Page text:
When I visited Ananda Assisi last year, I befriended a young Italian man named Anthony. He never met Swami Kriyananda in person as Swamiji had left the body before Anthony visited Ananda Assisi. 

He did however have a heart-to-heart meeting with Swamiji’s spirit. During his stay at Ananda Assisi, he meditated in Swami’s bedroom shrine. Swami left the body in the bedroom of his home just outside the Ananda Assisi retreat. As part of their retreat, visitors have the opportunity to meditate in the Moksha Kutir.

After his meditation I asked him, “What did you experience?”

I’ll never forget his simple response: 

“The sweetness of a saint.”

It’s interesting that Anthony used the word sweetness because Lahiri Mahasaya said of kriya yoga, “Let the fragrance of the Kriya flower be wafted naturally, without any display.” Anthony smelled the fragrant Kriya flower of Kriyananda!

Anthony’s story reminds me of a time I was serving at Crystal Clarity, Ananda’s publishing arm. Swami had finished writing “The Essence of the Bhagavad Gita” and I was bringing over some copies for him to sign at his home. When I arrived, he was about to have lunch with his cousin. Swamiji introduced me to her saying simply, “This is my friend, Phil.”

I was rooted to the spot and couldn’t speak for a moment or two. “He considers me his friend?!”, I thought to myself. He is my friend. My divine friend! 

Isn’t that what the guru is? He is our divine friend.

Swami Kriyananda has become for me (and many others like Anthony who never met him, and yet have met him) a guru in the work of Self-Realization. Yogananda said towards the end of his life that he was the last in his line of gurus. Am I contradicting myself? 

In an important essay, “Is Yogananda my Guru, Is Krishna, Is Jesus Christ?”, Swami Kriyananda clarifies the difference between the gurus of the work versus gurus in the work.

Here is a small excerpt:

At the first Kriya Yoga initiation I attended (in 1948), Master announced, ‘Of those here today, there will be a few siddhas (fully liberated souls), and quite a few jivan muktas.’ The conclusion is inescapable: Based on his own statements, there will simply have to be true gurus, whether officially recognized as such or not, among the large numbers of his spiritual descendants.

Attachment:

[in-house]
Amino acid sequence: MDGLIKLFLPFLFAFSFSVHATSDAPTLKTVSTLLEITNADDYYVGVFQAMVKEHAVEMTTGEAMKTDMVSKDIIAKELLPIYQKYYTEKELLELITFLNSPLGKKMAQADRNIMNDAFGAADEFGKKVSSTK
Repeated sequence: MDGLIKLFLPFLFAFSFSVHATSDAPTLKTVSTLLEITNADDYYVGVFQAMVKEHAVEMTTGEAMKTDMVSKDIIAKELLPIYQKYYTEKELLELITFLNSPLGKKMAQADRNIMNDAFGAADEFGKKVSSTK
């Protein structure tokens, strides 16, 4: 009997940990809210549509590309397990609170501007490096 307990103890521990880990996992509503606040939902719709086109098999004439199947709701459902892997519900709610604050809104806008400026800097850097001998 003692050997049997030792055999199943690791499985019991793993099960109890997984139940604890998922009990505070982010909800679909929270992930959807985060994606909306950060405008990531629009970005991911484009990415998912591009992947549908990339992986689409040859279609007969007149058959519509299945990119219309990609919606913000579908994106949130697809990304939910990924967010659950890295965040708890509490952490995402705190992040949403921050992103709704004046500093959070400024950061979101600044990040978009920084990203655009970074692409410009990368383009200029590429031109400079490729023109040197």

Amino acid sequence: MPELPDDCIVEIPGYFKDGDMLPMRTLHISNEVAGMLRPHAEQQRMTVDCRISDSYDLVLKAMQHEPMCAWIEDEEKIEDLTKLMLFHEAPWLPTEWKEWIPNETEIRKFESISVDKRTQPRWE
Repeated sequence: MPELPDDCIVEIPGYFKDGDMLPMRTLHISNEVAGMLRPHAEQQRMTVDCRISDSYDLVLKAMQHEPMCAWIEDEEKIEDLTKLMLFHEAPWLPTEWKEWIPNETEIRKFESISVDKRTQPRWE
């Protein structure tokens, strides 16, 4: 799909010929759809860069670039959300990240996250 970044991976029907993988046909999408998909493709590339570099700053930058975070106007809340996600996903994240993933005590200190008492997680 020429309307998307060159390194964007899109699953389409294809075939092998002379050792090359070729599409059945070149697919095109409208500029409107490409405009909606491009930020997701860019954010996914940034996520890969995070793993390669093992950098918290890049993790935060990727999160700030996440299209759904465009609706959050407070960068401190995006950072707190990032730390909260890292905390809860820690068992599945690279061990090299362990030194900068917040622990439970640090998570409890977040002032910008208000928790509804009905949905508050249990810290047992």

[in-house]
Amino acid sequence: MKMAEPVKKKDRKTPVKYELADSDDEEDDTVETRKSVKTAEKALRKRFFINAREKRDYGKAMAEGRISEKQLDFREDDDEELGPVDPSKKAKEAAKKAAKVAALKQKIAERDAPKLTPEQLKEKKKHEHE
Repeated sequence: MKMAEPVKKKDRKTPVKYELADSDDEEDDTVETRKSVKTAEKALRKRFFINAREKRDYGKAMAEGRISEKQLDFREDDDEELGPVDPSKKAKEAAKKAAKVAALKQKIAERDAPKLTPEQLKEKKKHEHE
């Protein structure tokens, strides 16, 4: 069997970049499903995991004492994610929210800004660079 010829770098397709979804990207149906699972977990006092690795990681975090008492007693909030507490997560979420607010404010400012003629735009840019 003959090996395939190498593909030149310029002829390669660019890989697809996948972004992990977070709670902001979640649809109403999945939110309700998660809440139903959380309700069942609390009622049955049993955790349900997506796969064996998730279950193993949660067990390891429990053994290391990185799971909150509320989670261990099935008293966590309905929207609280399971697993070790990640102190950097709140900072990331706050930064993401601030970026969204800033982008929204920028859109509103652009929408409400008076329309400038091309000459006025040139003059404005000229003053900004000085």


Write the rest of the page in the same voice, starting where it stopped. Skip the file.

How did Swami become one of Yogananda’s spiritual descendants? 

The answer is simple: He made a complete self-offering to his guru. Master (Paramhansa Yogananda) once told Swami Kriyananda, “God won’t come to you until the end of life. Death itself will be the final sacrifice you’ll have to make.” Of course, he prepared for the offering through many little ones.

On another occasion Yogananda said to him, “Your life will be one of intense activity and meditation.” Later in his life, Swami would laugh at how his guru placed the word “activity” first!

Swami so embraced service to his guru, that letting go of that “intense activity,” which had become his greatest joy, may have been “the final sacrifice.” I don’t know. I have my suspicions because Swami’s life (whether in service or meditation) became one unbroken thrill of God. I’m reminded of a line from the Nayaswami Vow:

“I am free in Thy joy, and will rejoice forever in Thy blissful presence.”

How did you do it, Swami? 

A-ha! Death was your final sacrifice. I shall practice now with you and “die daily in Christ!” through service and kriya yoga.

May we all be free in Thy Joy, Lord!

Nayaswami Narayan